Fried chicken with gravy, buttered rolls, bacon or ham, and sweet soda or tea. Sounds delicious, right?
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Eating a typical Southern-style diet will increase your risk of heart disease by 56% over the next five years and eight months, the American Heart Association (AHA) said in new research published in Circulation, an Association journal.
In fact, the Association found that Americans who regularly eat typical Southern meals are munching on a dishful of heart attack. Its researchers studied the dietary habits of 17,000 white and African-American adults in different regions of the country and adjusted for demographic and lifestyle factors.
The AHA’s researchers found “the highest consumers of the Southern diet tended to be male, African-American, those who had not graduated from high school or were residents of southern states,” including North Carolina, South Carolina, Georgia, Tennessee, Alabama, Mississippi, Arkansas and Louisiana, it said in a statement. The association added, “no other dietary pattern was associated with the risk of heart disease.” Coronary heart disease is the buildup of plaque in the heart’s arteries that could lead to heart attack. A steady diet of these foods can also lead to obesity or diabetes, among other ailments.
“Regardless of your gender, race, or where you live, if you frequently eat a Southern-style diet you should be aware of your risk of heart disease and try to make some gradual changes to your diet,” James M. Shikany, Dr.P.H. lead researcher and a nutritional epidemiologist at the University of Alabama at Birmingham’s Division of Preventive Medicine said in the statement. “Try cutting down the number of times you eat fried foods or processed meats from every day to three days a week as a start, and try substituting baked or grilled chicken or vegetable-based foods.”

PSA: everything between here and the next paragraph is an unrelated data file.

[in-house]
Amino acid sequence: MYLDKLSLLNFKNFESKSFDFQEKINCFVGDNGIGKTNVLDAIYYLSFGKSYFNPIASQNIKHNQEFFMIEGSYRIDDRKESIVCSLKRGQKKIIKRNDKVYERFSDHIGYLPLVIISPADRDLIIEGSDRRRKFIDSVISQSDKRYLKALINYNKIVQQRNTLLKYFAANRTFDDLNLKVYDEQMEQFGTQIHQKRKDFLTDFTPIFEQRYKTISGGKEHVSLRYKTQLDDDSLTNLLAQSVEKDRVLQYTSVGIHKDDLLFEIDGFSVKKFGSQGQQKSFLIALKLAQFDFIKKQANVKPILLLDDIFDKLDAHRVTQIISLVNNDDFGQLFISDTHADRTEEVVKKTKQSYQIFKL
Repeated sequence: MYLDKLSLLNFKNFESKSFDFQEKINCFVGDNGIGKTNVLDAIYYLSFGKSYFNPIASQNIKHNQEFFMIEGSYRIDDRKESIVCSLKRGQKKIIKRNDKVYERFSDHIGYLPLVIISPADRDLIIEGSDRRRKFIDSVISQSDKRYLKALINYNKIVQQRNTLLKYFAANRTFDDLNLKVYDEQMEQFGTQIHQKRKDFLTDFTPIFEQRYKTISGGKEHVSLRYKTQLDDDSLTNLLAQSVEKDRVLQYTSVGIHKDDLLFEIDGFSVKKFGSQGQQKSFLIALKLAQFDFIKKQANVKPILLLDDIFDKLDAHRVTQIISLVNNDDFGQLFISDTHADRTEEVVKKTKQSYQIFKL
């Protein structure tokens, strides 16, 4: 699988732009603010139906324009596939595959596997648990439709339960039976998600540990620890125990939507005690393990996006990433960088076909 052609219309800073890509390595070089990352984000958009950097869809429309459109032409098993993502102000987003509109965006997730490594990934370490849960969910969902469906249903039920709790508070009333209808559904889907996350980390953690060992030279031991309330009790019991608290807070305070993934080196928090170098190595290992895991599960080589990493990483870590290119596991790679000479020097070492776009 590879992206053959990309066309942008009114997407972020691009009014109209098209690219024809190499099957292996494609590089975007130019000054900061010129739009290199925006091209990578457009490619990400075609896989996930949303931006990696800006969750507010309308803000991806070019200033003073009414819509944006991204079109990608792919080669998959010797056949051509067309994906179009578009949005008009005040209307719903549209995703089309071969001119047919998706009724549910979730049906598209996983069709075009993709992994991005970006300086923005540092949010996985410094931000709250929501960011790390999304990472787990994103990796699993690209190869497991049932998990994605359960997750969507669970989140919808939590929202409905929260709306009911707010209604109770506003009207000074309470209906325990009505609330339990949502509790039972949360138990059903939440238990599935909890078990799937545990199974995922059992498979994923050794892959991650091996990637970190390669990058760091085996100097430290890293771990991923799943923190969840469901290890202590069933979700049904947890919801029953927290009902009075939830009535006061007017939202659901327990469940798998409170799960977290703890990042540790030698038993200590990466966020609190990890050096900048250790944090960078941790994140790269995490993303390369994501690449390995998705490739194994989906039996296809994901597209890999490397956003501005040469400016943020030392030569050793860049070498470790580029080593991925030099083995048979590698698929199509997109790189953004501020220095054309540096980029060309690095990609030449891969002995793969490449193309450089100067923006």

Researchers grouped the types of foods the participants regularly ate into five dietary patterns. The AHA said these included: the “convenience” pattern was comprised mostly of pasta dishes, Mexican food, Chinese food, mixed dishes and pizza; the “plant-based” pattern which was mostly vegetables, fruits, cereal, beans, yogurt, poultry and fish; the “sweets” pattern which consisted of added sugars, desserts, chocolate, candy and sweetened breakfast foods; the “alcohol/salads” was characterized by beer, wine, liquor, green leafy vegetables, tomatoes and salad dressings, and the “Southern” pattern, which was an eating pattern that the researchers observed to a greater extent in the Southeastern United States, which included added fats, fried food, eggs and egg dishes, organ meats, processed meats and sugar-sweetened beverages.
To date, three state legislature in the South—Alabama, North Carolina and Louisiana—have introduced new laws that would “improve access to healthy, affordable foods, from better loan terms for stores, subsidies, tax incentives, and a host of other financial packages,” the Association said. About 25 to 30 million Americans don’t have access to a local grocery store and live in what are called “food deserts,” says the U.S. Department of Agriculture.
Efforts are being made by local health departments to provide things like grants to help grocery or convenience store owners in food deserts with education about healthy food, or to help them buy equipment such as shelves and refrigeration for fresh fruits and vegetables, as well as connect with local farmers and fisherman.